Airports are no fun if you are stuck queuing for hours but there is lots of scope for fun there as this is new ground to explore! If you find yourself with a bit of time on your hands and are not breaking your neck trying to get to the gate on time, you can invent an impromptu treasure hunt; it doesn’t have to be complicated, reel off a list of things for your kids to find. Letting your kids walk around the airport to let off a bit of steam will distract them and burn off any excess energy before the flight.  Trying to find the children’s play area can also kill time and can entertain them for a short while too. Get your kids to help out, have them determine which gate you need and how to get there, where the toilets are located etc. – all of which can also take the pressure off you, if you find airports and children a frustrating combination…

Apart from entertainment, food and drink are essential items to carry at all times and make sure you have plenty; hungry kids are cranky kids! Even on short car journeys stock up with snacks and water.

Once you make it to your destination, whilst you probably don’t want to plan out every minute of your holiday in Spain with military precision, it’s important to find out what everybody else wants to do, increasingly so when your kids are older. Make a list and aim to do one thing every day, whether it’s a beach day or exploring day – that way nobody will miss out. If everyone gets a say then they won’t feel left out either, which can help avoid rows. If you find it hard to decide what to do, pick a suggestion out at random every morning for spontaneity. If you want to go to an art gallery, go in the morning and plan a trip to the pool or park in the afternoon – so the kids have something to look forward to.

On the subject of art galleries, don’t immediately rule these out as being too boring for kids, they can be great fun. Read up about the gallery beforehand, choosing 10 masterpieces you want to see, then hand the map to your child and ask them to direct you. In my experience you will end up seeing more than you bargained for. Ask your child to choose which piece they like most and why – which will stimulate their interest in art with following up with a visit to the shop/cafe at the end a bonus.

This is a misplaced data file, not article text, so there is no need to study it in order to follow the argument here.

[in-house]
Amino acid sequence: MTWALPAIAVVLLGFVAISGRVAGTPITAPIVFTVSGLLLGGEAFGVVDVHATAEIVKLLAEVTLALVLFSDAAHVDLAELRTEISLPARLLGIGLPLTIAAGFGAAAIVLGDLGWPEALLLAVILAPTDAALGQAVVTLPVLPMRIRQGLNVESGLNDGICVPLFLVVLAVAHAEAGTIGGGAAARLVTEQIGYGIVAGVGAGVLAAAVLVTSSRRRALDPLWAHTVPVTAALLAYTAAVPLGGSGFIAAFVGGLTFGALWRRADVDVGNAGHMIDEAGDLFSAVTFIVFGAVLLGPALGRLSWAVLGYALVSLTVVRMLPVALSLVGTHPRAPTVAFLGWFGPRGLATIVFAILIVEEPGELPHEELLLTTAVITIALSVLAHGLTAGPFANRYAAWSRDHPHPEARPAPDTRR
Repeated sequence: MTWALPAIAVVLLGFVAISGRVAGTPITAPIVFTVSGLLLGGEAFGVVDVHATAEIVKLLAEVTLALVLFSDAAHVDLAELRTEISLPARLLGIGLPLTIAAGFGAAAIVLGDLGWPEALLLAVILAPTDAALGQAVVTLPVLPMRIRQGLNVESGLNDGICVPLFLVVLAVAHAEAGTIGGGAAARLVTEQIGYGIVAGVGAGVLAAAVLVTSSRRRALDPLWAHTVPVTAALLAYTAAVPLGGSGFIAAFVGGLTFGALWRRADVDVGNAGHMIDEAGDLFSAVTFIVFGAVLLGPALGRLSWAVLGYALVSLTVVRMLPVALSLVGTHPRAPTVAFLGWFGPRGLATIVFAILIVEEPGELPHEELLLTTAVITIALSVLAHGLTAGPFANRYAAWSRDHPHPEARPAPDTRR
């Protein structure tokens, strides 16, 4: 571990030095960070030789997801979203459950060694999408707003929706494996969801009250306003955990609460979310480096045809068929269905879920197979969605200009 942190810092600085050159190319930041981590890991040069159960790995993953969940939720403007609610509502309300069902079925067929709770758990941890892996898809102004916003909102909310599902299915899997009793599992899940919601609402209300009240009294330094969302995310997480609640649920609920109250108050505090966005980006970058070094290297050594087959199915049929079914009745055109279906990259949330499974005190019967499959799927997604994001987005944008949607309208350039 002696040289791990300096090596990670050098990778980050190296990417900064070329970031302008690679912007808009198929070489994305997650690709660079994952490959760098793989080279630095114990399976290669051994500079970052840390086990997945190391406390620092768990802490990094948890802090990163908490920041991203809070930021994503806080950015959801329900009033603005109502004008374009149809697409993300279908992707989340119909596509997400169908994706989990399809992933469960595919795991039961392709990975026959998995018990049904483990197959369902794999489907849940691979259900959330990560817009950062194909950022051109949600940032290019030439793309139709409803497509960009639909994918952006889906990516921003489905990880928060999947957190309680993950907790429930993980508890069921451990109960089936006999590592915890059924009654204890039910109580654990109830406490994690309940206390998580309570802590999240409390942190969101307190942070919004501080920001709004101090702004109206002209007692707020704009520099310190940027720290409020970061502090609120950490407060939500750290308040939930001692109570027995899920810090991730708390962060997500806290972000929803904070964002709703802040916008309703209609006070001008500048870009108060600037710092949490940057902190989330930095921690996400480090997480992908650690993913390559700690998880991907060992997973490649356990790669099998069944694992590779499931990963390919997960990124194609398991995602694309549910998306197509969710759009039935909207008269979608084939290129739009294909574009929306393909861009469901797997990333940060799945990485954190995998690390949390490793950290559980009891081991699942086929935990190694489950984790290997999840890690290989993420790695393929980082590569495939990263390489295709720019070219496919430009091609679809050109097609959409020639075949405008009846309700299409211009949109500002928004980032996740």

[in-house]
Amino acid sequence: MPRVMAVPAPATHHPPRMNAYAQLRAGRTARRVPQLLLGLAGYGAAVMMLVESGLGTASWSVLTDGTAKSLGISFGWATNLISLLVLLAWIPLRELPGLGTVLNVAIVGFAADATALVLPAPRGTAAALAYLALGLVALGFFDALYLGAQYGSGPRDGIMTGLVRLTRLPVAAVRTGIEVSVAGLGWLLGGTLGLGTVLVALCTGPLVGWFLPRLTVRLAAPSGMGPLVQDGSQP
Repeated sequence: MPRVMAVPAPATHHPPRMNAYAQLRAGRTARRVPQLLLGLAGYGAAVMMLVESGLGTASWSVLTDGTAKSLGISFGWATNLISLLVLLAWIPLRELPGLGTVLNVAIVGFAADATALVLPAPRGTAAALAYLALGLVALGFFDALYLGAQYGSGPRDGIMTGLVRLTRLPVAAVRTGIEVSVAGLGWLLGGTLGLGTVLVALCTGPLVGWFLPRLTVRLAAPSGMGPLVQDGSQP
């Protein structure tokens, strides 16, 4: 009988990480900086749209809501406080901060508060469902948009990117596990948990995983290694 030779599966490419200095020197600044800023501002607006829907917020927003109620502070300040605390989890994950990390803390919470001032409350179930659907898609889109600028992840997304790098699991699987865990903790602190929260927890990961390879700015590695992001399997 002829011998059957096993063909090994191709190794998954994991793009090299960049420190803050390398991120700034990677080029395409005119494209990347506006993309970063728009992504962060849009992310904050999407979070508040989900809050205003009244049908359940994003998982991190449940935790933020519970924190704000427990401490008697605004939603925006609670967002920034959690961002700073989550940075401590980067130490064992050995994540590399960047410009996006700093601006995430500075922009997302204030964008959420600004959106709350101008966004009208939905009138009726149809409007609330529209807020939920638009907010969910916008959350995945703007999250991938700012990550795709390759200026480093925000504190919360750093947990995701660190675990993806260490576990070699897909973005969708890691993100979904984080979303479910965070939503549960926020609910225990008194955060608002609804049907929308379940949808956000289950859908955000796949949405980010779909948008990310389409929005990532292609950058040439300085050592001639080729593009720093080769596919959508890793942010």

Holidays in Spain do not have to be all about the beach either with parks great places to go with your kids.  Apart from the obligatory playgrounds, there are usually street performers to be found, skateboarders and bmx-ers to watch, and more than likely a cafe or ice cream stand. What better way to relax and people-watch than wandering around a city park for a few hours on a sunny afternoon?

One of the things I love about Spain is that families are welcomed and it helps that eating out is so easy here, tapas are perfect for kids and they can feel very adventurous trying all of the little dishes.

Certainly, Spanish food is very approachable, and it’s not hard to find new favourites here; albóndigas, croquetas, tortilla, alitas, and pimientos al padrón are all tempting to children and not too dissimilar to what they eat at home. In the evening bring things for the kids to do, so you can enjoy a relaxed evening meal outside of your hotel or holiday rental.

Ultimately only you can judge how far your child will walk in one day but don’t overdo it and make sure there is always an ice cream as a reward for climbing up a particularly arduous monument or hill – or make sure to squeeze in a visit to the pool or beach afterwards. Family holidays can be so enjoyable and relaxing but you may have to do a bit of prep beforehand. Be flexible, remember to breathe and enjoy!

Louise Mee – Culture Spain